Kook, Rabbi Avraham Yitzhak Hacohen

(1865-1935)
   First chief Ashkenazi rabbi of Palestine (1921-35). Born in Griva, Latvia, he studied in various eastern European yeshivot and served as rabbi for a number of communities. In 1904, he settled in Palestine where he served as rabbi of the Jewish community of Jaffa. Stranded in Europe during World War I, he returned to Palestine in 1919 and became the rabbi of the Ashkenazi community of Jerusalem. When the chief rabbinate of Palestine was established in 1921, he was chosen Ashkenazi chief rabbi and held that position until his death. He developed a nationalist-religious philosophy and pursued the Zionist ideal, believing that the building of the secular state of Israel played a crucial role in the spiritual redemption of the Jewish people. He established his own yeshiva in Jerusalem (Merkaz Harav), where he focused on the ideal of a religious-national renaissance for the Jewish people. He was outspoken in his criticism of the administration of the British mandate in Palestine. He established the theological basis for the National Religious or Religious Zionist Movement. He died in Jerusalem.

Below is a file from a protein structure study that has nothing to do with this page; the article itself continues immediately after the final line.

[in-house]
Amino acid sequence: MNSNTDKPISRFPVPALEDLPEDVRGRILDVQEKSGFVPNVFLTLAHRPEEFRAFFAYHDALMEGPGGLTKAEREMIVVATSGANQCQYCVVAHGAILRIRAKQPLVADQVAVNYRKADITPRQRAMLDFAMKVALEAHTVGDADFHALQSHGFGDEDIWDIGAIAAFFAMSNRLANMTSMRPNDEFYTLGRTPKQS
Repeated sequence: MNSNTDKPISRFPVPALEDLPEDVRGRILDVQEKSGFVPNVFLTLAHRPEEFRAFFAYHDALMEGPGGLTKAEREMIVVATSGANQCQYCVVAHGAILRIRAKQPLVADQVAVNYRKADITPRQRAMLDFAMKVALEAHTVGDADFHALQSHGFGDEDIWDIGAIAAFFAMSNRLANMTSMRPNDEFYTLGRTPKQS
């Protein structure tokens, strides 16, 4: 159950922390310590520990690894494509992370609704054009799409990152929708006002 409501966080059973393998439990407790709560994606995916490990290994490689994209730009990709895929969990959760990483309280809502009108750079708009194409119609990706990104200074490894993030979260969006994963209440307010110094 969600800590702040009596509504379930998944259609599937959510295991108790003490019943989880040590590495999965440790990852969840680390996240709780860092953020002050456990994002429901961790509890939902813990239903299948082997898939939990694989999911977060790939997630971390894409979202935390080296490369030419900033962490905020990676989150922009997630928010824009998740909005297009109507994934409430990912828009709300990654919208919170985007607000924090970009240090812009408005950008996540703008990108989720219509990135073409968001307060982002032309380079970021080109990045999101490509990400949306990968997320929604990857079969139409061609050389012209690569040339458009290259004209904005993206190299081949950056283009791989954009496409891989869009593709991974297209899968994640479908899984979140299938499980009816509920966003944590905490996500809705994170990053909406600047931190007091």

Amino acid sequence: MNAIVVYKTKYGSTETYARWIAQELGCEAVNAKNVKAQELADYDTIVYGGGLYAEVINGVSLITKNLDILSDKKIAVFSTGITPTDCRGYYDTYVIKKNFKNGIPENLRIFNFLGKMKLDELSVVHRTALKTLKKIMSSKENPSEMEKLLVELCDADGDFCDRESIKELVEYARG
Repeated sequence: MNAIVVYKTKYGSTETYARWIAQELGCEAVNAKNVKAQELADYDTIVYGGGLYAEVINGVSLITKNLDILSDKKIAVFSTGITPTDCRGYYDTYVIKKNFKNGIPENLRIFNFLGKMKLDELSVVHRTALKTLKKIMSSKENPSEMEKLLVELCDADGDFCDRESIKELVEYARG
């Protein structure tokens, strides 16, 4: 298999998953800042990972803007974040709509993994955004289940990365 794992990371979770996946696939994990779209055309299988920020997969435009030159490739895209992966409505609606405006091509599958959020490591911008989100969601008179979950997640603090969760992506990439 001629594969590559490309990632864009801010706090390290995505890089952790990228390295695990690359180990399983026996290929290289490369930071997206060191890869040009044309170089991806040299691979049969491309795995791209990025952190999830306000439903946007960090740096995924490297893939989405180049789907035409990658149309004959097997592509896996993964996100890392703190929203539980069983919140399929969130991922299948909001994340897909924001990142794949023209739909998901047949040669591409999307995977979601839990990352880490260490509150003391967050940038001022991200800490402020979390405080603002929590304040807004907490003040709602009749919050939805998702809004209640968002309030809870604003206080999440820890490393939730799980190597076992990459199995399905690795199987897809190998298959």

Historical Dictionary of Israel. .

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